I did once test this. A £5000 cable I noticed, is just silver-plated copper. Well, I went rather better. I used solid silver. Not that 92.5% costume jewelry rubbish either, proper 99.9% stuff. Not plated. Solid. Then I built an amp. I couldn’t trust that the manufacturer would use similar quality wiring all the way back from the amp output terminal to the output transistor or valve in the amp, could I ? No, I was in this for keeps. Then I went further, and after some research, got hold of the highest silver-content solder I could find. I didn’t want the precious and “complex” signal to be ruined by having to travel through non-premium components, or even normal, slightly less conductive solder used in every other amp.
So, I used the highest silver content solder I could find. It was still solder. But yes, you can find special “hi-fi” solder if you look hard enough. There is a very geeky Japanese hi-fi subculture that makes those worried about merely speaker wire seem almost negligently under committed. I was obsessed, so I looked hard. I found it, and indeed it is a bit of a pain to work with.
When it came to the capacitors for that amp, I had read many audiophile opinions and “knew” that these could ruin the sound if I chose poorly. So I contacted Tim de Paravicini, of Esoteric Audio Research, for advice. I ended up buying very special capacitors from him. They cost more than £20 each ( this was in the 1990s ). As Tim wrote to me, I remember his exact words, “the difference is not subtle”.
My listening room was humidity controlled, to maintain the wood of the speaker cabinets at optimum performance. Later, I had the wood cabinets replaced by ones hewn from solid marble, including the baffles. But still, humidity would affect the compliance of the woofer suspension, and with the right system, is clearly audible. One should take appropriate precautions.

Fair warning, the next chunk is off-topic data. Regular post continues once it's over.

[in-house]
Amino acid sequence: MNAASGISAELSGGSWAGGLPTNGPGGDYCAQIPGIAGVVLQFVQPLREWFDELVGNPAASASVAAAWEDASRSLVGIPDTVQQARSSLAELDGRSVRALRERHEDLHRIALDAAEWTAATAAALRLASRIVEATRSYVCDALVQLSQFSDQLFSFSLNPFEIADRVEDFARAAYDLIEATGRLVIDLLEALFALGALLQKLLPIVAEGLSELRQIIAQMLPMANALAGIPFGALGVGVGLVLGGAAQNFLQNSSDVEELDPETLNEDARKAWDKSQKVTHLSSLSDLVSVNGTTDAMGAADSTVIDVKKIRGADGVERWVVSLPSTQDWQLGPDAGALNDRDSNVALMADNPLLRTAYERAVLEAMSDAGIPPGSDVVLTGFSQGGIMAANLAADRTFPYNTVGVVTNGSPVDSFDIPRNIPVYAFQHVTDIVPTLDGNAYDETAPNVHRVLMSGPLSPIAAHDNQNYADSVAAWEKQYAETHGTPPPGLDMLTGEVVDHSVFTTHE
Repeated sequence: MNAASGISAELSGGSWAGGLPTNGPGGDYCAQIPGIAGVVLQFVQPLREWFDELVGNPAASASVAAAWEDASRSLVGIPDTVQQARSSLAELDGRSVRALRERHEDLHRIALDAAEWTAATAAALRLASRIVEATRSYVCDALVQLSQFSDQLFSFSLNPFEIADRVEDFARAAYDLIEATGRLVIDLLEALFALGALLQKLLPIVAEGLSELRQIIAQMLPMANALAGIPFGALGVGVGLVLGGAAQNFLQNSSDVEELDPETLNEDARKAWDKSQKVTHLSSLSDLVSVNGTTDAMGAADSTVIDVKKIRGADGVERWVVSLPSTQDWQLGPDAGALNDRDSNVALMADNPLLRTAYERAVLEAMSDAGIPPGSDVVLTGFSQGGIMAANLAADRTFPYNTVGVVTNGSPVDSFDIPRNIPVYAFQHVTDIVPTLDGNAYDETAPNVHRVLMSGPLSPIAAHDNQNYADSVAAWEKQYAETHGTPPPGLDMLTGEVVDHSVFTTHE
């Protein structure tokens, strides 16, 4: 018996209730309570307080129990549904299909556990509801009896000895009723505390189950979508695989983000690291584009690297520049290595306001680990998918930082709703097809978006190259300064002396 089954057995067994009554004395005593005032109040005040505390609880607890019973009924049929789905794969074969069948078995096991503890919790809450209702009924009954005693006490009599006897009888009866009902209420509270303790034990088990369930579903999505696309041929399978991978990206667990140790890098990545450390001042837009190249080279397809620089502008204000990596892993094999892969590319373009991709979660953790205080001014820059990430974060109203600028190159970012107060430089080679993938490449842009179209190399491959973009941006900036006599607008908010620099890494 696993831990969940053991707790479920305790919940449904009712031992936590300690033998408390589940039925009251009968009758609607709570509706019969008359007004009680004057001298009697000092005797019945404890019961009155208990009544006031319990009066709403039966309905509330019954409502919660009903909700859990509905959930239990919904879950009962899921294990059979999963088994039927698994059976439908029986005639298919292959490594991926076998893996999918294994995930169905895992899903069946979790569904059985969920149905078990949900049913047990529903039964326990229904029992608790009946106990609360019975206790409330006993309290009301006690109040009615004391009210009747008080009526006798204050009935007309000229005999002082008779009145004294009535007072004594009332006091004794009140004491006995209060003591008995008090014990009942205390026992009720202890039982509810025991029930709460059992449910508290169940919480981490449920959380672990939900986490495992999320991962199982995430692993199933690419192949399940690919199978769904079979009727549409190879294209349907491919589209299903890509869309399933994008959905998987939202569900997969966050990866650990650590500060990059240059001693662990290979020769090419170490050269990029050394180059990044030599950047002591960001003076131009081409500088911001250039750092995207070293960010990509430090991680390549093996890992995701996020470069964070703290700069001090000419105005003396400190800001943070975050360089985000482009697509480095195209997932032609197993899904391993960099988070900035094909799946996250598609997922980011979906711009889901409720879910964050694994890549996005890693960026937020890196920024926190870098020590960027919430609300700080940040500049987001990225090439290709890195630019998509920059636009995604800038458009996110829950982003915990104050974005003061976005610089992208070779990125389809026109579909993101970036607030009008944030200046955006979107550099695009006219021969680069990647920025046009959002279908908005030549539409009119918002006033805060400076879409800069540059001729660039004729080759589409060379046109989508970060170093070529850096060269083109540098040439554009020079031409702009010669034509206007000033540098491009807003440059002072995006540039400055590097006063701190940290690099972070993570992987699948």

There is a contention that those who mock fancy cables have not heard a good system, and that the physics of sending a narrow bandwidth signal through a few metres of wire is puzzling scientists everywhere. I feel reasonably qualified to answer: I have and it’s not.
If someone wants to spend money on nicely-branded cheap Chinese wire, wrapped up in colourful insulation and even more colourful marketing nonsense and they feel better for it, great. I’d suggest they perhaps try that “now listen to the cymbals” ( or drum, or anything ) test though. It demonstrates to anyone willing to spend 2 minutes that they, or a dealer’s comments, or marketing blurb, or peer pressure can affect the sound they hear without going to the expense and trouble of buying new bits of wire.
For me, I went as far as I could, without going barmy. What happens once the speaker cable enters the speaker ? Well I had that sorted too ( more pure silver ). But then it enters the crossover .. and is that a 5W wire-wound resistor there ?! Help ! And another capacitor ( I replaced with something blessed by the “community” ) . But then … no ! no ! The woofer itself has a voice coil ! More wire !
You can never catch the tail of this one. I left it in time, I hope. My system sounded great but so does my current one, using no special powers at all.
It’s a road that was kind of fun to travel down, but there is no destination other than poverty and a sad realisation that you may be more interested in the equipment than the purpose of the equipment.
Fancy cables are the disgraceful gateway drug into the madness, of no technical nor sound quality merit.
Just say no.
You’ll miss nothing